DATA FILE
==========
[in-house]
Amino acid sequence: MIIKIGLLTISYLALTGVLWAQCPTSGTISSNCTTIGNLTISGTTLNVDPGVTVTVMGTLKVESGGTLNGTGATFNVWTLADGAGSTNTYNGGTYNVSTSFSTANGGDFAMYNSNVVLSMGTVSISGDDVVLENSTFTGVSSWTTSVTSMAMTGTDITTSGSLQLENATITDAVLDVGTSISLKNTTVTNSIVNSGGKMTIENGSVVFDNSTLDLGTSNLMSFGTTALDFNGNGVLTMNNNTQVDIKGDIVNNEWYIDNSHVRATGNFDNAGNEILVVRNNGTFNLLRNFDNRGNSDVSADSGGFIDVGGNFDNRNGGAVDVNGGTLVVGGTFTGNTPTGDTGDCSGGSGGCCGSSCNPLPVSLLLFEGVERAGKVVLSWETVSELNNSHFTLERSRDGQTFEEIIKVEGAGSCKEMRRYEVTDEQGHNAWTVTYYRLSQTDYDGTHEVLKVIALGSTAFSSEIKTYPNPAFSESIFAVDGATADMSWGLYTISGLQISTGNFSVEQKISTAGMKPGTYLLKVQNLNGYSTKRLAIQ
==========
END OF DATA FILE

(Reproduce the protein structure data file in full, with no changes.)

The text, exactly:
[in-house]
Amino acid sequence: MIIKIGLLTISYLALTGVLWAQCPTSGTISSNCTTIGNLTISGTTLNVDPGVTVTVMGTLKVESGGTLNGTGATFNVWTLADGAGSTNTYNGGTYNVSTSFSTANGGDFAMYNSNVVLSMGTVSISGDDVVLENSTFTGVSSWTTSVTSMAMTGTDITTSGSLQLENATITDAVLDVGTSISLKNTTVTNSIVNSGGKMTIENGSVVFDNSTLDLGTSNLMSFGTTALDFNGNGVLTMNNNTQVDIKGDIVNNEWYIDNSHVRATGNFDNAGNEILVVRNNGTFNLLRNFDNRGNSDVSADSGGFIDVGGNFDNRNGGAVDVNGGTLVVGGTFTGNTPTGDTGDCSGGSGGCCGSSCNPLPVSLLLFEGVERAGKVVLSWETVSELNNSHFTLERSRDGQTFEEIIKVEGAGSCKEMRRYEVTDEQGHNAWTVTYYRLSQTDYDGTHEVLKVIALGSTAFSSEIKTYPNPAFSESIFAVDGATADMSWGLYTISGLQISTGNFSVEQKISTAGMKPGTYLLKVQNLNGYSTKRLAIQ